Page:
How Houston Cougars Football Operations Center will have a domino effect on other athletics facilities

Nov 26, 2022; Houston, Texas, USA; Houston Cougars players take the field before the game against the Tulsa Golden Hurricane at TDECU Stadium. Mandatory Credit: Troy Taormina-USA TODAY Sports

How Houston Cougars Football Operations Center will have a domino effect on other athletics facilities

The Houston Cougars will officially become members of the Big 12 on July 1, 2023. With that date quickly approaching, concerns regarding the university’s athletic facilities have been top of mind.

There is a new building on the horizon at UH. Both head football coach Dana Holgorsen and vice president of athletics Chris Pezman have pointed out the importance of constructing the football operations building.

“That thing needs to happen,” Holgorsen told reporters in February when talking about the building.

UH launched Houston Rise in June 2022, a $150 million fundraising campaign the university dubbed an initiative dedicated to building championship success in the Big 12.

The main focus of the fundraiser is to secure the bulk of the capital needed to build what is being called the state-of-the-art Football Operations Center, or FOC. Once completed, it will be the new home of Houston Cougars football.

In an interview with Gallery Sports, Pezman spoke about the ongoing fundraiser, and he also talked about the state of multiple facilities. The FOC is the final piece of the puzzle when it comes to new buildings for athletics for the foreseeable future, he said.

“We’ve got the blocks in place, the bones, the structure is there,” Pezman said. “Between the Athletics-Alumni Center, Fertitta Center, Guy V. Lewis, Schroeder [Park], the baseball development center, TDECU Stadium and then [the Indoor Practice Facility for football], the last big really construction hurdle project … the real big block that is left is the Football Operations Center.”

Houston is doing well when it comes to raising funds for the campaign, Pezman said. The university’s supporters have committed more than one-third of the initial $150 million goal, meaning UH would have raised somewhere between $50 million and less than $75 million.

Over the past few months, UH has announced several gifts, including a $10 million anonymous donation to the fundraiser. Holgorsen pledged $1 million of his own to the campaign.

When UH first launched Houston Rise, the timeline for reaching the fundraiser’s goal was two years, according to Pezman. Two years from the announcement date of Houston Rise would be June 2024.

“We got a couple of seven and eight-figure gifts that we are working on closing that will obviously jump that number up,” Pezman said. “The Houston Rise campaign continues to be well received in many facets.”

The excitement of joining the Big 12 has already provided UH with multiple benefits, including selling 5,000 new season tickets before the end of April. The move has also allowed the university to have conversations with corporations it couldn’t even get ahold of in years past, Pezman said.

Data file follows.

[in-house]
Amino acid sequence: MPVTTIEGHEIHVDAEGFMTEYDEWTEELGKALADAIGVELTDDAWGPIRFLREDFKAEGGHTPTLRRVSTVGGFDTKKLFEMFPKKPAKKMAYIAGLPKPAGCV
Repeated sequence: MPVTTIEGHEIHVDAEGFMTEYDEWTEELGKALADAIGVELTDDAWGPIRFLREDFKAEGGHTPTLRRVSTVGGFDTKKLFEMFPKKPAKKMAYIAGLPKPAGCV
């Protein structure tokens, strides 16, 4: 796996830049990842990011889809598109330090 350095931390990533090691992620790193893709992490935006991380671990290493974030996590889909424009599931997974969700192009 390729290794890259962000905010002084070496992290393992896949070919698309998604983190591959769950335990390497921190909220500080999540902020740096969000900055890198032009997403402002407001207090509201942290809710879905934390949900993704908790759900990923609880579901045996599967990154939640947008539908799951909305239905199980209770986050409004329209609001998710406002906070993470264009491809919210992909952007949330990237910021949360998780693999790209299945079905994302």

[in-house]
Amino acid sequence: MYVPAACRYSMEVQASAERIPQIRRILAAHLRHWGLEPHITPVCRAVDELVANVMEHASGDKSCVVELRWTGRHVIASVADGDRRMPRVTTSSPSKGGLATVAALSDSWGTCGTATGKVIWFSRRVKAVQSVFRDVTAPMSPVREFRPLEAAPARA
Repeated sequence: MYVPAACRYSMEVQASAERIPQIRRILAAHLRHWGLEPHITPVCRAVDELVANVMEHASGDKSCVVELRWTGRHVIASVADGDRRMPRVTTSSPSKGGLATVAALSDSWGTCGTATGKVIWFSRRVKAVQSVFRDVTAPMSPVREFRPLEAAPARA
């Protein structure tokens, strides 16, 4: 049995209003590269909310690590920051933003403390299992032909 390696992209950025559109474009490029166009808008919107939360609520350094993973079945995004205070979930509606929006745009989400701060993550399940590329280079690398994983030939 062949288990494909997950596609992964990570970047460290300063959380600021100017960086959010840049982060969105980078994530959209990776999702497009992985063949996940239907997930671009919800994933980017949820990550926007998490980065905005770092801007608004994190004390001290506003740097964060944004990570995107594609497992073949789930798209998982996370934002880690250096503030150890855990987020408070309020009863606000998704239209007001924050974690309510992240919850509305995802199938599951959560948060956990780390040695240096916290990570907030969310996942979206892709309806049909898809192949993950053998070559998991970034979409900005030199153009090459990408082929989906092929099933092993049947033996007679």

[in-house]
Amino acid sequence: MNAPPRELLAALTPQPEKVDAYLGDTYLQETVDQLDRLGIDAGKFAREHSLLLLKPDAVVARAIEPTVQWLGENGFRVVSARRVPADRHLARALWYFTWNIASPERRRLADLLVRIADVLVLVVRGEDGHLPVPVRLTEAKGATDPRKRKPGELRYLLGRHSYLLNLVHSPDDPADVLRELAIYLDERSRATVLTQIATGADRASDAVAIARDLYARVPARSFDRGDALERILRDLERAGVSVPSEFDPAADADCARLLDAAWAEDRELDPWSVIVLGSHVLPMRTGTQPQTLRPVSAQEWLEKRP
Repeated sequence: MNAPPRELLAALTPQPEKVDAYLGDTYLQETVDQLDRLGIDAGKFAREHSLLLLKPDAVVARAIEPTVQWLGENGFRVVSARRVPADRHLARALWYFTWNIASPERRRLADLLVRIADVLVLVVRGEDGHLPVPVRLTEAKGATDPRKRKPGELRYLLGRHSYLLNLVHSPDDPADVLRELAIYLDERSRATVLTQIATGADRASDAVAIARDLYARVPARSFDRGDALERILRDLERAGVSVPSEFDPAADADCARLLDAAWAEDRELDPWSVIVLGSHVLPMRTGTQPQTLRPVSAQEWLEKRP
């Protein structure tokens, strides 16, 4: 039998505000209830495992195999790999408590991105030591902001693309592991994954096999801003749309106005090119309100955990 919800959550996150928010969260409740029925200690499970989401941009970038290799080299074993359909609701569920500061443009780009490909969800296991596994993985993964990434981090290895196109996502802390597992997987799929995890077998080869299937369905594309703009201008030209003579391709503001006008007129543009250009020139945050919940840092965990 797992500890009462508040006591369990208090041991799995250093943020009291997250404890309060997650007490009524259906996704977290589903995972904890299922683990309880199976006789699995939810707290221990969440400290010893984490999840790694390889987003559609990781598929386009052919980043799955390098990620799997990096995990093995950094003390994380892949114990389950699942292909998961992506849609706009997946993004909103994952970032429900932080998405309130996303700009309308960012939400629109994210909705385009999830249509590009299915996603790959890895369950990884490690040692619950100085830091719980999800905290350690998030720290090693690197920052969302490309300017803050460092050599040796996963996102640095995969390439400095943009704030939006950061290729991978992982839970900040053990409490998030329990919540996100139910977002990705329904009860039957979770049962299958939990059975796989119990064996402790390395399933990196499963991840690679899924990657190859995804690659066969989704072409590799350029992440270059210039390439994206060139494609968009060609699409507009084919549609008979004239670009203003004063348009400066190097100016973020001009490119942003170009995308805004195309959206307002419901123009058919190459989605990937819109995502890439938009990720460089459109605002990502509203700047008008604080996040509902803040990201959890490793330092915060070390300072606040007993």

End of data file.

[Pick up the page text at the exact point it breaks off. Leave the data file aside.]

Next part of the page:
“The amount of companies that are coming in, in categories that were frankly ones that we couldn’t crack, are going very well,” he stated.

When the Football Operations Center was presented to the UH Board of Regents for construction approval in February 2022, it included various amenities such as a dining area, locker room, players’ lounge, sports performance area, meeting rooms, coaches’ offices, and other spaces.

The cost was expected to be somewhere between $73 to $76 million, with the facility taking about 100,000 to 105,000 square feet.

In January, the Houston Chronicle reported that the expected cost had risen somewhere between $90 and $140 million due to a rise in costs caused by supply chain issues that have been a problem all over the country. The final price would be contingent on the project’s final design.

Pezman told Gallery Sports UH is still working on finalizing those details. Construction for the project was first expected to begin in the summer of this year when approved by the UH Board of Regents.

“As we are working on and refining the design of the football operations facility, we are not at a point where we can share anything quite yet, but hopefully sooner than later, I’ll just leave it at that, we will be able to start showing some updated images on what that is going to look like.

“Everybody is going to be really excited once they see what is coming at TDECU Stadium,” Pezman said.

Once the FOC is finally complete, it will allow UH to focus on other buildings — namely the Athletics-Alumni Center, or AAC, which currently houses the football team and multiple other sports programs on campus.

Pezman said once the football team leaves the AAC, the building will need to be turned into an Olympic sport-only facility.

“We just have to repurpose it,” Pezman stated. “We’ve got an indoor track that is inside but is not really set up for spectator use.”

UH intends to use some Houston Rise funds to help modernize the AAC.

There are bleachers in its indoor track portion that need to be upgraded. Additionally, there are also restrictions with concessions and a lack of the necessary amount of restrooms needed for spectators that have to be addressed, Pezman said.

“This building was never contemplated or designed to be a public facility,” he added. “We’ve used it that way, and we’ve made it work, but now we need to continue to evolve it.”

The AAC opened in May 1995, according to UH. Once the FOC opens, projects to other buildings will get a spotlight.

“From there [once FOC opens], everything else will be additive,” Pezman said.

Related Posts:

Leave a Reply

Your email address will not be published. Required fields are marked *